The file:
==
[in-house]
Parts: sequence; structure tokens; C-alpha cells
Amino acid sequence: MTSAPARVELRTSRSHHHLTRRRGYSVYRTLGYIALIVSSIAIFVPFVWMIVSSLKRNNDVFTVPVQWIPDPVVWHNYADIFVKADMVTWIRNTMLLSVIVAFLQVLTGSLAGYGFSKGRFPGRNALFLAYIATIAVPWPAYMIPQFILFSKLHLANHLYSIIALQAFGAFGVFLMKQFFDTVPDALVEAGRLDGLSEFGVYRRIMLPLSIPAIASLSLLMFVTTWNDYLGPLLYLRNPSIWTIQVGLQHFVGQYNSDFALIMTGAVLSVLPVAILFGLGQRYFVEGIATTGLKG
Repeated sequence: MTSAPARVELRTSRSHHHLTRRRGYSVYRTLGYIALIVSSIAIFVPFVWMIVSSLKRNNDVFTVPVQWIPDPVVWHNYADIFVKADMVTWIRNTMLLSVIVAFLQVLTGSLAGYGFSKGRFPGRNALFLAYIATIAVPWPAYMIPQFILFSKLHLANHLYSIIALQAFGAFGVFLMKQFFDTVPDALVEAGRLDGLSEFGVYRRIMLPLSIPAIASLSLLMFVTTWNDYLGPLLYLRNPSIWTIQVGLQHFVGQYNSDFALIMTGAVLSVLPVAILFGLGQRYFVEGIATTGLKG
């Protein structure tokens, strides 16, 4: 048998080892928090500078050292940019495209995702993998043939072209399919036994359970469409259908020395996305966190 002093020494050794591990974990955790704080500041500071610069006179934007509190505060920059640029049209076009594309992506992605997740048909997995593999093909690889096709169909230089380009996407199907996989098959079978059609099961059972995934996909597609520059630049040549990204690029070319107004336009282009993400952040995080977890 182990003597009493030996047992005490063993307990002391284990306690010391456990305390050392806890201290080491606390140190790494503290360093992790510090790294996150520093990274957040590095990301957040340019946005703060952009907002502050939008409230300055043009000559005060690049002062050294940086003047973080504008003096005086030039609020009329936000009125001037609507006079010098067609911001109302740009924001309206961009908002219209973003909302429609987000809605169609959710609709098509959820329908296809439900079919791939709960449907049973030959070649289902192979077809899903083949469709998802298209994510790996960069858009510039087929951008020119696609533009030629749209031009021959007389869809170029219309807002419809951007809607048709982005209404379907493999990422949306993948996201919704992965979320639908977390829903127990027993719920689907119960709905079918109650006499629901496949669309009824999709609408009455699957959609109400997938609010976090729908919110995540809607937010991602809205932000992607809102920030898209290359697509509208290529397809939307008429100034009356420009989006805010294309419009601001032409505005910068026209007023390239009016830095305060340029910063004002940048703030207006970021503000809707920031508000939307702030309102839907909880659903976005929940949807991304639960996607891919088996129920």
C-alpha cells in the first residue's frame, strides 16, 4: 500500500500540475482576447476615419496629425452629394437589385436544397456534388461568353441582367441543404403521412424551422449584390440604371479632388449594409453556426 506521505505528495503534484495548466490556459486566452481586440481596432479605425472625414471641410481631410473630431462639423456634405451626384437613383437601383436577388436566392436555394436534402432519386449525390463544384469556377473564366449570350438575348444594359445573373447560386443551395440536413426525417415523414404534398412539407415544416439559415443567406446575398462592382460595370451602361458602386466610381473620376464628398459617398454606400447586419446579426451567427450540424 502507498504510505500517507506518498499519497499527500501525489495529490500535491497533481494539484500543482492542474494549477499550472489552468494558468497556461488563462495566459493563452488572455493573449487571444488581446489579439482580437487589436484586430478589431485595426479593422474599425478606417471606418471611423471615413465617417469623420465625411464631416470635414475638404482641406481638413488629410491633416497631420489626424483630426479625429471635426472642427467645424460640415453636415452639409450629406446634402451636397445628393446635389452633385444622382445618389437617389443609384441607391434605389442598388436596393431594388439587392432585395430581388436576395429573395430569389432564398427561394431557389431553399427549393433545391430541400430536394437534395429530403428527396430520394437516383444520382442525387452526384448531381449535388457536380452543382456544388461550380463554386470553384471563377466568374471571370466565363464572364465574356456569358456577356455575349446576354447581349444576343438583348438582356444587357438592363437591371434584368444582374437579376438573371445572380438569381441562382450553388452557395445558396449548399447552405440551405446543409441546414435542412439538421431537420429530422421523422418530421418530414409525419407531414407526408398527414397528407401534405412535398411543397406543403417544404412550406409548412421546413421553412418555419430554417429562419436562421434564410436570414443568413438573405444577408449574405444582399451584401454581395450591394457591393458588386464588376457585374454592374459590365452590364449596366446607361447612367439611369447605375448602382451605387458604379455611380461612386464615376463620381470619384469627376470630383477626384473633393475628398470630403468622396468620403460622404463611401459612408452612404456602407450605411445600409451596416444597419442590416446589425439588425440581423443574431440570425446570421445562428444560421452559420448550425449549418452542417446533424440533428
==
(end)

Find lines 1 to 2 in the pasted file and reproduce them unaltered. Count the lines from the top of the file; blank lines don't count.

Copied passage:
[in-house]
Parts: sequence; structure tokens; C-alpha cells